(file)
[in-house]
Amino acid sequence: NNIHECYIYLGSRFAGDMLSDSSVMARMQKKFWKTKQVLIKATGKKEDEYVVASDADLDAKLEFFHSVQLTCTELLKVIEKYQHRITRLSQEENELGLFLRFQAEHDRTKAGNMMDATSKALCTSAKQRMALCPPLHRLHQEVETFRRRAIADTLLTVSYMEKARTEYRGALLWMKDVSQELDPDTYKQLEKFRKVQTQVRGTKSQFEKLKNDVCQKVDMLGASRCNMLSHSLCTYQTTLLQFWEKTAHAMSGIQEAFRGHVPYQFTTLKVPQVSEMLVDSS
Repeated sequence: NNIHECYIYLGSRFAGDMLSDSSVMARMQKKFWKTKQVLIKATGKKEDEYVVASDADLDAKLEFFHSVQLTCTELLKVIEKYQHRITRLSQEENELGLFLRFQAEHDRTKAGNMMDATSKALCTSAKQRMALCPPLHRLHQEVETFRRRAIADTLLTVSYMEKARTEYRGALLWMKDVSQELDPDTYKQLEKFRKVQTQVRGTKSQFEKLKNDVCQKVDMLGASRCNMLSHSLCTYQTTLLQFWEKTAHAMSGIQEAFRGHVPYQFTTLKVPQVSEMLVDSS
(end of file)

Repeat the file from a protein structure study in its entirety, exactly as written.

[in-house]
Amino acid sequence: NNIHECYIYLGSRFAGDMLSDSSVMARMQKKFWKTKQVLIKATGKKEDEYVVASDADLDAKLEFFHSVQLTCTELLKVIEKYQHRITRLSQEENELGLFLRFQAEHDRTKAGNMMDATSKALCTSAKQRMALCPPLHRLHQEVETFRRRAIADTLLTVSYMEKARTEYRGALLWMKDVSQELDPDTYKQLEKFRKVQTQVRGTKSQFEKLKNDVCQKVDMLGASRCNMLSHSLCTYQTTLLQFWEKTAHAMSGIQEAFRGHVPYQFTTLKVPQVSEMLVDSS
Repeated sequence: NNIHECYIYLGSRFAGDMLSDSSVMARMQKKFWKTKQVLIKATGKKEDEYVVASDADLDAKLEFFHSVQLTCTELLKVIEKYQHRITRLSQEENELGLFLRFQAEHDRTKAGNMMDATSKALCTSAKQRMALCPPLHRLHQEVETFRRRAIADTLLTVSYMEKARTEYRGALLWMKDVSQELDPDTYKQLEKFRKVQTQVRGTKSQFEKLKNDVCQKVDMLGASRCNMLSHSLCTYQTTLLQFWEKTAHAMSGIQEAFRGHVPYQFTTLKVPQVSEMLVDSS